Beavers are back

Beavers are back

(c) Bevis Watts

Is there an animal that’s more engaging than a beaver? Or as intriguing or charismatic?

Once a common feature of our landscape, beavers were hunted to extinction in the UK 400 years ago. Happily, a series of well-publicised reintroductions have taken place across the country in recent years, and you could say they’ve become wildlife celebrities in their own right. It’s easy to see why – they’re charming, eccentric and skilful. Crucially, they’re great not only for wildlife but for the planet too. Now they’re back, living wild in Avon – and it seems they’re here to stay.

The second-largest rodent in the world, adults can measure over a metre in length. A beaver’s scaly tail is an impressive feature, operating as a rudder for steering, as a prop for balance, and as an aid to help carry trees. If you are lucky enough to come across a beaver while walking, you may hear the splash as they use their tail to hit the water, creating a distinctive slapping noise. Generally, however, they are silent and secretive, mimicking logs and diving out of sight when disturbed.

Beavers are perhaps most famous for their skill as dam-builders. Made out of mud, wood and stones, you’ll often find beaver dams built on shallow rivers or ditches, protecting the beavers from predators and creating water channels leading to food sources. They also build the wood-based lodges in which they live, using them to eat, sleep and raise their kits, and store food for the winter.

They’re not only skilful, they’re loyal too. Males and females usually pair up for life, producing between one and four babies (‘kits’) each year. The bond between parent and offspring is a strong one, with kits staying in the family unit for up to two years.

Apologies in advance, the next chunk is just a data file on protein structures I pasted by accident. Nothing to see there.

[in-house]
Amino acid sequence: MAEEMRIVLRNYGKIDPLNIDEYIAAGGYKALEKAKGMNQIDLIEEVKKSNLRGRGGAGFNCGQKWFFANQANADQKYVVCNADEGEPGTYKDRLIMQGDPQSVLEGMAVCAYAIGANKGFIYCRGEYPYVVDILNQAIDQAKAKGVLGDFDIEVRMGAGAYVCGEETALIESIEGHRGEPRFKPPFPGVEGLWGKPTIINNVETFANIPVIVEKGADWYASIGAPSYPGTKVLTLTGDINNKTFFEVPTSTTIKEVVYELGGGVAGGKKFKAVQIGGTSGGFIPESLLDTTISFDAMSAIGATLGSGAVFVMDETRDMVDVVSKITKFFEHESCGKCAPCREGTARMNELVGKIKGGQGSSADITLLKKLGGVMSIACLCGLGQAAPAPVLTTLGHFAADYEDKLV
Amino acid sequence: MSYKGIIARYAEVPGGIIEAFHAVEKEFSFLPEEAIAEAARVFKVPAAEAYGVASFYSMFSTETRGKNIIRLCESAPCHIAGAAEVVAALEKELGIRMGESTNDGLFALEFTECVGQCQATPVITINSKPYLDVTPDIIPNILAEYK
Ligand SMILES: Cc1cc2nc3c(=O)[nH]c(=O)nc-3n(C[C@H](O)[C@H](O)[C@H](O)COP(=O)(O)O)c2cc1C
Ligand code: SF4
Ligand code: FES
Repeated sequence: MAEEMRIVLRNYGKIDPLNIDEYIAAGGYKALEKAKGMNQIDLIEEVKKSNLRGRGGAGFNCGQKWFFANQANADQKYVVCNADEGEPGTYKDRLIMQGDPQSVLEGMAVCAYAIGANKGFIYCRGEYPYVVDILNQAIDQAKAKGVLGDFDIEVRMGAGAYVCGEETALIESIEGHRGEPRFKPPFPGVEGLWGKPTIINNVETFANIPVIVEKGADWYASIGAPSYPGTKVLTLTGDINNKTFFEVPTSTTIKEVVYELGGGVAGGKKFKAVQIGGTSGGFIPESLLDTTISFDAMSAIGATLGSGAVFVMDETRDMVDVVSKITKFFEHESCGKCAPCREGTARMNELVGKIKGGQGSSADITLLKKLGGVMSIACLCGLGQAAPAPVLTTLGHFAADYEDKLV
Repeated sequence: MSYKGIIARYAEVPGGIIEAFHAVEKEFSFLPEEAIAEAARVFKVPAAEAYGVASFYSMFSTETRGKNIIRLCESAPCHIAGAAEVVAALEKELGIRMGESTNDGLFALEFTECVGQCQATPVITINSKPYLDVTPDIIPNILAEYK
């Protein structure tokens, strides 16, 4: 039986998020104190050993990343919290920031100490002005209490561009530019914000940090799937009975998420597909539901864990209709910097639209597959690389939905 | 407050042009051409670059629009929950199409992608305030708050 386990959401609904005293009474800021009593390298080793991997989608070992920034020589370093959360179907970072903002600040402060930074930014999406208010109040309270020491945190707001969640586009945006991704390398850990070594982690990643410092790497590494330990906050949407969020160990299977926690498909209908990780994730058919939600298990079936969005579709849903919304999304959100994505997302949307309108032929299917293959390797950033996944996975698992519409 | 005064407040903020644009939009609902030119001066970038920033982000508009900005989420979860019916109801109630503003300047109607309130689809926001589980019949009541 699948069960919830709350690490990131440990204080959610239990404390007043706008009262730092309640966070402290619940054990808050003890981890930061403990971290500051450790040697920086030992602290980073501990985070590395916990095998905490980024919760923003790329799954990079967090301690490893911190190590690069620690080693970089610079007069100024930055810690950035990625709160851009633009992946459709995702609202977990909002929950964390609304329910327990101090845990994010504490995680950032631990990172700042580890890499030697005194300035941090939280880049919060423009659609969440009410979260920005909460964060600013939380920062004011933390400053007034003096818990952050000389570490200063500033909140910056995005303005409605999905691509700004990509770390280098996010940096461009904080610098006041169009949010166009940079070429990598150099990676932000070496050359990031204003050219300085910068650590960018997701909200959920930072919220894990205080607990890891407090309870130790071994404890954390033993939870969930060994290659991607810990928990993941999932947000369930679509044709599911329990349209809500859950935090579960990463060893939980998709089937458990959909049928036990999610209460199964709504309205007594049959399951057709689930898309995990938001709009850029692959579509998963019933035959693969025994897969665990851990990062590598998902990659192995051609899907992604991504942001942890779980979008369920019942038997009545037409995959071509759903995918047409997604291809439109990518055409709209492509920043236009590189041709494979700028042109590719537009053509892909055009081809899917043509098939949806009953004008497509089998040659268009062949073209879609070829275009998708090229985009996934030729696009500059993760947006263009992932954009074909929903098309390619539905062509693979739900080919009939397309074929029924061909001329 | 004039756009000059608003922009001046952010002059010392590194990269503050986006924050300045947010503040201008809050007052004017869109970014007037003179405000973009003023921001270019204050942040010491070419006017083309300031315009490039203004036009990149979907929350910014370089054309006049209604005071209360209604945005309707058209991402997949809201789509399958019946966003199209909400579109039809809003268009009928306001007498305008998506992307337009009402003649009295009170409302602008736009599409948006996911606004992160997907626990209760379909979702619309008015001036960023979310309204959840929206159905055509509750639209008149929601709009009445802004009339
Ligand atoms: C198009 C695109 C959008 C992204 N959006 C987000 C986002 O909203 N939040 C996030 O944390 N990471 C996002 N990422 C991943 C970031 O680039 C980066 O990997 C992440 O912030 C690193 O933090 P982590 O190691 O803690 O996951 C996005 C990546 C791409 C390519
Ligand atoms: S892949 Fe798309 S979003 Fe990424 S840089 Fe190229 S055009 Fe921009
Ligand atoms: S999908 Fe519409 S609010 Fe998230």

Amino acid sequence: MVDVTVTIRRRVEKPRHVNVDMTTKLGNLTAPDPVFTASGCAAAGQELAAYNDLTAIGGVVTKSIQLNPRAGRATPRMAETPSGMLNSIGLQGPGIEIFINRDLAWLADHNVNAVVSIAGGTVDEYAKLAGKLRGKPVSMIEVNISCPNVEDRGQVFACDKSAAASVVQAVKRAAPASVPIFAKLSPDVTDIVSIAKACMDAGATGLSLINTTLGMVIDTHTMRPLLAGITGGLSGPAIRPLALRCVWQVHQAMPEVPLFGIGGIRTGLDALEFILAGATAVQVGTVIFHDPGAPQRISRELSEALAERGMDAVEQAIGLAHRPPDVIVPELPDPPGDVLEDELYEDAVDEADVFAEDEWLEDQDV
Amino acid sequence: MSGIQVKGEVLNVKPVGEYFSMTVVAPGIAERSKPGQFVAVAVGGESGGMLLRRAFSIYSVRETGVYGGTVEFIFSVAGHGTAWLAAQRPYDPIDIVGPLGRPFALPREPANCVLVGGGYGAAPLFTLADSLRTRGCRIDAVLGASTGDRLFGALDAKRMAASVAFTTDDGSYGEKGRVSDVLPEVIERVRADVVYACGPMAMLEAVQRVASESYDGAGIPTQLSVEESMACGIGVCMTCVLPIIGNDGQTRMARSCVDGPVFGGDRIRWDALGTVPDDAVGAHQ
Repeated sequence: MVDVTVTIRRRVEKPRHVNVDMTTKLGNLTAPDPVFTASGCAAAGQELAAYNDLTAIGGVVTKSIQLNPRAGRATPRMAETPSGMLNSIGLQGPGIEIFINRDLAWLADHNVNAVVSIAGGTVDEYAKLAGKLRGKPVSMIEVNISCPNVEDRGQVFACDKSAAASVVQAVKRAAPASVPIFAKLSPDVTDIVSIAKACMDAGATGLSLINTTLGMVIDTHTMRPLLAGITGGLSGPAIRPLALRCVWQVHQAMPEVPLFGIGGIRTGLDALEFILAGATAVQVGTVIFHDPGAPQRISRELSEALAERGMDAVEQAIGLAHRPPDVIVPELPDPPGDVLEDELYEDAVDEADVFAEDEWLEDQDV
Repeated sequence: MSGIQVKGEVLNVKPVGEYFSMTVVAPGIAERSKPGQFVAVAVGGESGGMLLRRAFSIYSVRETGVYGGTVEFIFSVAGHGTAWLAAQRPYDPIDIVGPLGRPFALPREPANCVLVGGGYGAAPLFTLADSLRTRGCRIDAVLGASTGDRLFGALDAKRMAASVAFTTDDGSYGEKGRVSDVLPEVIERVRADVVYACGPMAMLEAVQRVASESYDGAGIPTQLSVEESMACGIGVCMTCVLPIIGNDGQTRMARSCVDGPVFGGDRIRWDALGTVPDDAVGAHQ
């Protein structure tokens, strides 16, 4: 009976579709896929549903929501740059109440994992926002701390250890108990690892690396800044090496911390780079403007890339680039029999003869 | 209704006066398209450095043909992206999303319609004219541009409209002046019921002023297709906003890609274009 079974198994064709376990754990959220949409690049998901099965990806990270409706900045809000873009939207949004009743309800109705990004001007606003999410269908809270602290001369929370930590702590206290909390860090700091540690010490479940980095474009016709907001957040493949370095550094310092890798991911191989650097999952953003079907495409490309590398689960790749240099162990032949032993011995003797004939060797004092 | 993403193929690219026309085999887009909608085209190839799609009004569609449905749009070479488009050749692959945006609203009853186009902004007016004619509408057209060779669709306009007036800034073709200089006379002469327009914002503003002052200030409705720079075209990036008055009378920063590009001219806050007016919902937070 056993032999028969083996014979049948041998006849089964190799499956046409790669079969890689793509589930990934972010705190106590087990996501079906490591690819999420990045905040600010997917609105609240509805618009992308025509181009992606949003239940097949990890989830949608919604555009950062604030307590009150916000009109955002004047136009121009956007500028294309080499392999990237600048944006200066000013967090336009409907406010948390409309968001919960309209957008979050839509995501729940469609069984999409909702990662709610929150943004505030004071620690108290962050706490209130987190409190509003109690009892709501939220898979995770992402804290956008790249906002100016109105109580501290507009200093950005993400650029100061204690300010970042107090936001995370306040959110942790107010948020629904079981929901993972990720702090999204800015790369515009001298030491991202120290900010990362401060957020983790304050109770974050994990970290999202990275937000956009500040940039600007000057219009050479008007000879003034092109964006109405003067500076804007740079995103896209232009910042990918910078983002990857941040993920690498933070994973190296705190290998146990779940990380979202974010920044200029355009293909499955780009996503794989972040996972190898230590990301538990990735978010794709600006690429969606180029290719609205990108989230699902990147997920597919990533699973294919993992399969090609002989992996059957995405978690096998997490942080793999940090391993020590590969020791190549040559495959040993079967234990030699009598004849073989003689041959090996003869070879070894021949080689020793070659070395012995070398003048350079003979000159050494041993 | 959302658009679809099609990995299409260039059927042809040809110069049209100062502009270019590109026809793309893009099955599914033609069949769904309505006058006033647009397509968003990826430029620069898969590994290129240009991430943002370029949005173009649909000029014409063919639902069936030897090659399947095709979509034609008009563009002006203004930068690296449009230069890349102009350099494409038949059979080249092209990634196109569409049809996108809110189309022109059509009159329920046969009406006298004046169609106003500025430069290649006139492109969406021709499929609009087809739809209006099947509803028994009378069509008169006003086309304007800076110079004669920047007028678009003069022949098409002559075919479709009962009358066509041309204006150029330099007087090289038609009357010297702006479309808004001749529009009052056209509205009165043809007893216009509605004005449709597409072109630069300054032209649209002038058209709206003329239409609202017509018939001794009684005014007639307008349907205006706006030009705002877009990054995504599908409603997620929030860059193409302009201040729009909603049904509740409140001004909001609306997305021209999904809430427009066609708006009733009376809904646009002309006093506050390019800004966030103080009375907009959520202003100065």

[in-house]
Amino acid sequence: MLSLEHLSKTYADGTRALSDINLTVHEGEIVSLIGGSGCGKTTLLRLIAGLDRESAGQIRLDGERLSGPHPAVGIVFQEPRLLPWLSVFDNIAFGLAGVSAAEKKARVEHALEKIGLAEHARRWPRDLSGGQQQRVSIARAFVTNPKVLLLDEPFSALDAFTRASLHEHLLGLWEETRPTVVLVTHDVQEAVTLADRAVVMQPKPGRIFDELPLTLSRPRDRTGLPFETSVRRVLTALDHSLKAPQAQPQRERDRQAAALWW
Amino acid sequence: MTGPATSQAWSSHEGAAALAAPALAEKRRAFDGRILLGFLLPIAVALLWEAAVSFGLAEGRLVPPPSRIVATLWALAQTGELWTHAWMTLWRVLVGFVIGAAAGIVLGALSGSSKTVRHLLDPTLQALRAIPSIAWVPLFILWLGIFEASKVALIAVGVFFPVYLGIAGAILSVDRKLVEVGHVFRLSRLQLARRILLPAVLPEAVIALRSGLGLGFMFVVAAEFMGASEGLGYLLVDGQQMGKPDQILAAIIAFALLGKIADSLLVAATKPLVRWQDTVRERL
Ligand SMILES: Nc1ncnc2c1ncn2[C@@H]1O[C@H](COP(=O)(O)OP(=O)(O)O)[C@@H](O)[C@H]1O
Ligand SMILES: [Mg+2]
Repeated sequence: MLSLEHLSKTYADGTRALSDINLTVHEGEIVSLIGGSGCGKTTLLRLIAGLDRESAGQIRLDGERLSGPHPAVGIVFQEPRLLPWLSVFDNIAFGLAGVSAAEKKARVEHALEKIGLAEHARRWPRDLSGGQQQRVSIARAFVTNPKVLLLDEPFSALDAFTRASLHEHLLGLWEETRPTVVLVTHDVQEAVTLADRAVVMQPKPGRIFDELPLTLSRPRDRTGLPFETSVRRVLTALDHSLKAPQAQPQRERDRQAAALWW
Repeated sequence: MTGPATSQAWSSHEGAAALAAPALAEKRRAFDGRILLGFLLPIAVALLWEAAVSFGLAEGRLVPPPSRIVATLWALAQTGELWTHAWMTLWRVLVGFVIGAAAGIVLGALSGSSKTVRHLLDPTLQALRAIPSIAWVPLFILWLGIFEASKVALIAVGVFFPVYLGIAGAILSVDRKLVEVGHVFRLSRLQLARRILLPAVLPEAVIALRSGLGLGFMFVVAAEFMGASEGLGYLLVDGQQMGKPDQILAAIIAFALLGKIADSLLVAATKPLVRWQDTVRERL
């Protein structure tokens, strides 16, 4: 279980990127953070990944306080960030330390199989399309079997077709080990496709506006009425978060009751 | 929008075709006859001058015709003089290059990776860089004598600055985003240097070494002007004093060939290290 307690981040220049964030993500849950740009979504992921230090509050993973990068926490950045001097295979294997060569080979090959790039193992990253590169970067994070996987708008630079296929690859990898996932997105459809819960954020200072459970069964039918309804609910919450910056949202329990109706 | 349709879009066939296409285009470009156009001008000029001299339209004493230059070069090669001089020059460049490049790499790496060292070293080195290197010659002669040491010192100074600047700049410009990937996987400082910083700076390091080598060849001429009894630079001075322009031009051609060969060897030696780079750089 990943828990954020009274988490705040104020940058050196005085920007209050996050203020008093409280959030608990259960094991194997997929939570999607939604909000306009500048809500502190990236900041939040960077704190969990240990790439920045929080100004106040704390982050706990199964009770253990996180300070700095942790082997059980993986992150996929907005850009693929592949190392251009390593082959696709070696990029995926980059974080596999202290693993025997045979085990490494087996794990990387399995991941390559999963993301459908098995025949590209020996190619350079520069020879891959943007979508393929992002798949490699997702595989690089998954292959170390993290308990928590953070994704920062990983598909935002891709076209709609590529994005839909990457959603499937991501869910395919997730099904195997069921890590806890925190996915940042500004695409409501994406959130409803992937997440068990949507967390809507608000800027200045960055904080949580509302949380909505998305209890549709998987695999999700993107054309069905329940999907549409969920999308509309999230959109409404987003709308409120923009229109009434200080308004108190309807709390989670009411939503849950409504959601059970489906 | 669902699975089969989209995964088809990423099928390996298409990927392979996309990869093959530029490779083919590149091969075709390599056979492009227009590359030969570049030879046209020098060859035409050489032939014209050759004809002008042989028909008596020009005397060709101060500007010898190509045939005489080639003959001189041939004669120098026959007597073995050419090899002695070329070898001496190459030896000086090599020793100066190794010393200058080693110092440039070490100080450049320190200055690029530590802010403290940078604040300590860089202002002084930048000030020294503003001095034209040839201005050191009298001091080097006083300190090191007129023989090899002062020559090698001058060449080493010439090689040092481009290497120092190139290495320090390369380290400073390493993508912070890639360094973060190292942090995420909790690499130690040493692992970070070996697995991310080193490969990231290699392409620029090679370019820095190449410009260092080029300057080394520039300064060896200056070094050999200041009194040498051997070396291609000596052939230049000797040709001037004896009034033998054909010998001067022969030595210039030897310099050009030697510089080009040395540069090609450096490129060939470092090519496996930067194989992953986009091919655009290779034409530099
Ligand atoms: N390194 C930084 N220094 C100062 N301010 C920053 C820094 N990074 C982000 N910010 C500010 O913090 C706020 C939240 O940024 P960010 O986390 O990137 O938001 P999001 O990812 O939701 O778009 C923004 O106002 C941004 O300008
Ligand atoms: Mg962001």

All of this is fascinating, but what really excites the wildlife experts is the impact beavers have on the habitats in which they live. Many people think beavers eat fish, but this is a myth - they are vegetarian, living on bark, wood, twigs and aquatic plants. In fact, it’s thought the presence of beavers leads to an increase in fish species, attracted by the invertebrates which thrive in the woody debris created by the beaver’s industrious lifestyle. What’s more, beaver activity can boost plant diversity by as much as 33%. By gnawing down trees to create their dams, beavers coppice the woods around them, encouraging new growth among light-seeking plants.  

Their benefits don’t end there. Dubbed ‘nature’s engineers’, they help provide lots of solutions to some of our biggest problems. Their dams help filter and clean our water supply, as well as creating new wetland areas that help reduce both flooding downstream and problems with drought. The silt held by these dams even captures carbon, while the new plant growth resulting from their efforts provides a fantastic carbon sink.

So if you want to see a beaver, how would you go about it? Their location in Avon is a closely guarded secret, but the ideal habitat for them would be a patch of woodland surrounding a source of fresh water like a stream or ditch network. Their hearing is excellent, but their eyesight is poor, so they usually stay within 20 metres of water. Stay alert: beavers are charismatic and not that difficult to see if you spend enough time by the river in the right areas.  Obviously, respect landowners and footpaths, and leave your dog at home, because beavers can perceive them as a threat. If Rex does have to come, keep him on a lead, especially during the breading season in spring and early summer.

Finally, find out more about our fabulous beavers on our website. Let’s strive to understand more about these amazing creatures, so that we can help support them in our landscape.